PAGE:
Amazon provides a cloud computing platform named Amazon Web Services (AWS).
Although AWS is primarily targeted towards enterprise-level customers such as Expedia, who use it to host their extensive web server farms and cloud-based data centers, there’s also an affordable tier called Elastic Computing 2 (EC2). Amazon also provides rapidly deployable test-drive environments for several Microsoft server products, including Exchange. No doubt these are useful for a variety of testing scenarios but unfortunately don’t give you an opportunity to build and configure an entire environment from scratch. For that, you’ll need EC2.
Using EC2, it’s possible to build a modest-sized Exchange test environment at a reasonable cost (as of this writing, a four server environment cost approx. $40 to $50 per month to keep online. Note that pricing is flexible and dependent on virtual machine specs and uptime, among other factors).
You’ll need an Amazon account to get started (yes, the same account you use for shopping).
Once you’ve logged into the EC2 dashboard, you can create a virtual machine instance:
You’ll be presented with a list of Amazon Machine Images including Linux and Windows images.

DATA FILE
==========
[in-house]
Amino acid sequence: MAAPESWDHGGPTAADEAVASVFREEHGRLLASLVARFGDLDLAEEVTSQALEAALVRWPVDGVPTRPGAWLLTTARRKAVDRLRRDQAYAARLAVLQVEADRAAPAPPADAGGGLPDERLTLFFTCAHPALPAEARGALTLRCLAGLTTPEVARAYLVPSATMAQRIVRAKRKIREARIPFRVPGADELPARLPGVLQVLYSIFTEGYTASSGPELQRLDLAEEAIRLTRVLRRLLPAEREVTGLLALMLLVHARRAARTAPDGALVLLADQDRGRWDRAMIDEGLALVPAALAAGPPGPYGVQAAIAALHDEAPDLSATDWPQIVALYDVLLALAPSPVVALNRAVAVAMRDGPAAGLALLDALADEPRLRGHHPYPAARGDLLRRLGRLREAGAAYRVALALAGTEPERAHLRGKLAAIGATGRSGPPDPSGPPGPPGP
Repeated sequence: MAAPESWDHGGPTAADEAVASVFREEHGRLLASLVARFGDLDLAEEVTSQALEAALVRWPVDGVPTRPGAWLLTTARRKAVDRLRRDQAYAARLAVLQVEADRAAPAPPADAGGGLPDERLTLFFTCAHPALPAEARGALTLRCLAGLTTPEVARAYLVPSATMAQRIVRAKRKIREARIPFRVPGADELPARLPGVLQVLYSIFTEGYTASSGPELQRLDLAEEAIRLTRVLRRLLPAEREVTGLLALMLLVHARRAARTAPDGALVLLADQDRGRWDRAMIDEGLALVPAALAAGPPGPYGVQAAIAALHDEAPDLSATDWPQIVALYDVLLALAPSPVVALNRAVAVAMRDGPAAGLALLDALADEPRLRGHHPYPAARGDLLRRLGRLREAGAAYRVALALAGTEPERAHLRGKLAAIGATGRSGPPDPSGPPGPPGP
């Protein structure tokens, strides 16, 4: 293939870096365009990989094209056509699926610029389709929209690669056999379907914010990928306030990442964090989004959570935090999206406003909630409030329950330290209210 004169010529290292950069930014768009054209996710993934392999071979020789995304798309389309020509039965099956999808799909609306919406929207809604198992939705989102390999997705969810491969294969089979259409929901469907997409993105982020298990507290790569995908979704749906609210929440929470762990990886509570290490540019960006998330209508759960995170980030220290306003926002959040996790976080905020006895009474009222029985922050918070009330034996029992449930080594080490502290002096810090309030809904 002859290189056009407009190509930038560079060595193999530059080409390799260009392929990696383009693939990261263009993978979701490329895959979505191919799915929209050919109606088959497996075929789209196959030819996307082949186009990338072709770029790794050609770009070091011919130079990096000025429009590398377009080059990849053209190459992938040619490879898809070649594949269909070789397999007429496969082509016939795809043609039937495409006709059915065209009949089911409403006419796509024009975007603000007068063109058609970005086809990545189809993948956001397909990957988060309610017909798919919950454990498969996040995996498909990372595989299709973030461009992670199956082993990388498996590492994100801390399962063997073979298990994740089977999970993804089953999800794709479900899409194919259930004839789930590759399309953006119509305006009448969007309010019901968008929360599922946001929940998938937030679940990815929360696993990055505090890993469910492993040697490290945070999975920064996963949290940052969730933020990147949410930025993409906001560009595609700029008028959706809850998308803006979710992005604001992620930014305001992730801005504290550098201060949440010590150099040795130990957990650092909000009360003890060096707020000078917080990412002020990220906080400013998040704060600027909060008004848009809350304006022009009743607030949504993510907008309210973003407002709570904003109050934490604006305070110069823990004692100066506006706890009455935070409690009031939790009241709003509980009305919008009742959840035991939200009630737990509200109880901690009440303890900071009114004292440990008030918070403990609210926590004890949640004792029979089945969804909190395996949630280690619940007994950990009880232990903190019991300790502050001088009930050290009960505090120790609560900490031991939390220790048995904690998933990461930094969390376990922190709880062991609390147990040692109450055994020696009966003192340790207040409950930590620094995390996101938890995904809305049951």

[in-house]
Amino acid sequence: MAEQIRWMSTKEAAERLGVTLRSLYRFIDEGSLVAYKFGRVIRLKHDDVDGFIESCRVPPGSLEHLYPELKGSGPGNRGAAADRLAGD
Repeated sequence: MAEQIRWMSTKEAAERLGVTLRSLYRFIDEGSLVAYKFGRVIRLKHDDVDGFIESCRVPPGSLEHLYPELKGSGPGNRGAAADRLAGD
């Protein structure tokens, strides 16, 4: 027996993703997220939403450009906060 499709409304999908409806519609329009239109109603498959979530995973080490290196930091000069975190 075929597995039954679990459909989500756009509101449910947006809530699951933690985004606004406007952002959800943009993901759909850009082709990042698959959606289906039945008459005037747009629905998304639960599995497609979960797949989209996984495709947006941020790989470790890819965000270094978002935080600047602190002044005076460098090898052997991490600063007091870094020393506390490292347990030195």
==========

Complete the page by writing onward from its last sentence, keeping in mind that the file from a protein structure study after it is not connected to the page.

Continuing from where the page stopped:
By scrolling down, you’ll see a list of Windows Server options. For building an Exchange server environment, I’ve typically used Windows Server 2008 Base 64-bit
The best option for making a low-cost testing platform is the t2.micro machine type which is included in the free tier. Although the servers in this tier are indeed free, there are associated costs for bandwidth usage, CPU time and so on. See the AWS EC2 pricing guide for full information.
In this example, we’re accepting the default machine configuration (i.e., no expansion of the standard RAM and hard drive space options) so we can choose the “Review and Launch” button at the bottom of the page to proceed.
Recently, Amazon introduced solid state drives (SSD) as an option for their virtual instances. In my experience, the SSD drives are an excellent choice for creating reasonably performing machines (especially in the free tier where the machines are not particularly robust – 30 GB of hard drive space and low RAM configs).
Amazon Web Service instances are secured with public key data. Part of the process of creating a machine is making a key pair (or selecting an already existing one)
Once you’ve downloaded a key pair the instance will launch
There are several other tasks required to build your Exchange test environment using AWS. The biggies include:
2.) Creating a domain controller and configuring its DNS to use the DC’s external IP as the lookup host (about which, see below)
3.) Configuring the AWS security group your machines are part of to allow the public IP addresses of your instances inbound access to all member servers. This is a critical step for creating an Active Directory and Exchange environment since, by default, the EC2 instances use DHCP for IP addressing. Their public addresses however, are fixed and so, these can be used to work around this limitation as per the image shown below, which diagrams the topology for a simple, two node DAG cluster Exchange set-up:
There’s quite a bit more to say but this post shows the basics – at least as I’ve experienced and worked out. With AWS it’s possible to make – for a fairly low cost – a sandbox for safely practicing on a working Exchange environment.